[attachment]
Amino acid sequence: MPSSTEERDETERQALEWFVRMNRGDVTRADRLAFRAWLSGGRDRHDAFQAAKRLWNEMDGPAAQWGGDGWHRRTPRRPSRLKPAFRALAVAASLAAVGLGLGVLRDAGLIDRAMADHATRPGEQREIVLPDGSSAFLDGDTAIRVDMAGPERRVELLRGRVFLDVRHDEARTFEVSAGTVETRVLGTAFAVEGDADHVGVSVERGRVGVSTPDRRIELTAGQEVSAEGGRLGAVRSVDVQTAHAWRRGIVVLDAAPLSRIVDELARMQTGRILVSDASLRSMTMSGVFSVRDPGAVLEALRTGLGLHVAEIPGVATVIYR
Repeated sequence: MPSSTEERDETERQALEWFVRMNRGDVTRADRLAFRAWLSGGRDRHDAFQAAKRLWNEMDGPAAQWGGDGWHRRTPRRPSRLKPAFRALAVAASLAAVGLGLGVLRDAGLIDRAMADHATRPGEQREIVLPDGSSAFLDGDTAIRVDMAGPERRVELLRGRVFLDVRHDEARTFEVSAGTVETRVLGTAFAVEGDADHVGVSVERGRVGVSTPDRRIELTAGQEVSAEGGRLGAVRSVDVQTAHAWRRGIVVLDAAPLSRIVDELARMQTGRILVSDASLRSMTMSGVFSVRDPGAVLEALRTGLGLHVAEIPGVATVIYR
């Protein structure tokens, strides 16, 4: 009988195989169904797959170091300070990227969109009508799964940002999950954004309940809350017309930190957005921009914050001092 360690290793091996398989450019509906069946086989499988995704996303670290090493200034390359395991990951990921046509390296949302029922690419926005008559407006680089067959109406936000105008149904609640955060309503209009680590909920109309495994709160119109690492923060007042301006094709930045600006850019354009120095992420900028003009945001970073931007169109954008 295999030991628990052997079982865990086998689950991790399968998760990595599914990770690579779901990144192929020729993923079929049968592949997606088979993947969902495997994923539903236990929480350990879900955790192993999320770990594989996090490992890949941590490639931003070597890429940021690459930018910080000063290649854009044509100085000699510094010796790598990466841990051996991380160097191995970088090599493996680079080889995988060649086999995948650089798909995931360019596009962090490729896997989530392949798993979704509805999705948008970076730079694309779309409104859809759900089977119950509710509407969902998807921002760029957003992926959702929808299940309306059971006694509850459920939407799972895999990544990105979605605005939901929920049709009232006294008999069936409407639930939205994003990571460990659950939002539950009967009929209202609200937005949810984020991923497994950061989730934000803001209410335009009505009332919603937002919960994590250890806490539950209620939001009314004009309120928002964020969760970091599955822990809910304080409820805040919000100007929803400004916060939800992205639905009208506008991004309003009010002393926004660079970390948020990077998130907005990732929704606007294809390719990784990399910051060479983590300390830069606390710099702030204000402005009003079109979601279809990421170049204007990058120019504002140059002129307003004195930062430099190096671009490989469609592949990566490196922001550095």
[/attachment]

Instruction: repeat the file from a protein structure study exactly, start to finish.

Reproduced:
Amino acid sequence: MPSSTEERDETERQALEWFVRMNRGDVTRADRLAFRAWLSGGRDRHDAFQAAKRLWNEMDGPAAQWGGDGWHRRTPRRPSRLKPAFRALAVAASLAAVGLGLGVLRDAGLIDRAMADHATRPGEQREIVLPDGSSAFLDGDTAIRVDMAGPERRVELLRGRVFLDVRHDEARTFEVSAGTVETRVLGTAFAVEGDADHVGVSVERGRVGVSTPDRRIELTAGQEVSAEGGRLGAVRSVDVQTAHAWRRGIVVLDAAPLSRIVDELARMQTGRILVSDASLRSMTMSGVFSVRDPGAVLEALRTGLGLHVAEIPGVATVIYR
Repeated sequence: MPSSTEERDETERQALEWFVRMNRGDVTRADRLAFRAWLSGGRDRHDAFQAAKRLWNEMDGPAAQWGGDGWHRRTPRRPSRLKPAFRALAVAASLAAVGLGLGVLRDAGLIDRAMADHATRPGEQREIVLPDGSSAFLDGDTAIRVDMAGPERRVELLRGRVFLDVRHDEARTFEVSAGTVETRVLGTAFAVEGDADHVGVSVERGRVGVSTPDRRIELTAGQEVSAEGGRLGAVRSVDVQTAHAWRRGIVVLDAAPLSRIVDELARMQTGRILVSDASLRSMTMSGVFSVRDPGAVLEALRTGLGLHVAEIPGVATVIYR
């Protein structure tokens, strides 16, 4: 009988195989169904797959170091300070990227969109009508799964940002999950954004309940809350017309930190957005921009914050001092 360690290793091996398989450019509906069946086989499988995704996303670290090493200034390359395991990951990921046509390296949302029922690419926005008559407006680089067959109406936000105008149904609640955060309503209009680590909920109309495994709160119109690492923060007042301006094709930045600006850019354009120095992420900028003009945001970073931007169109954008 295999030991628990052997079982865990086998689950991790399968998760990595599914990770690579779901990144192929020729993923079929049968592949997606088979993947969902495997994923539903236990929480350990879900955790192993999320770990594989996090490992890949941590490639931003070597890429940021690459930018910080000063290649854009044509100085000699510094010796790598990466841990051996991380160097191995970088090599493996680079080889995988060649086999995948650089798909995931360019596009962090490729896997989530392949798993979704509805999705948008970076730079694309779309409104859809759900089977119950509710509407969902998807921002760029957003992926959702929808299940309306059971006694509850459920939407799972895999990544990105979605605005939901929920049709009232006294008999069936409407639930939205994003990571460990659950939002539950009967009929209202609200937005949810984020991923497994950061989730934000803001209410335009009505009332919603937002919960994590250890806490539950209620939001009314004009309120928002964020969760970091599955822990809910304080409820805040919000100007929803400004916060939800992205639905009208506008991004309003009010002393926004660079970390948020990077998130907005990732929704606007294809390719990784990399910051060479983590300390830069606390710099702030204000402005009003079109979601279809990421170049204007990058120019504002140059002129307003004195930062430099190096671009490989469609592949990566490196922001550095």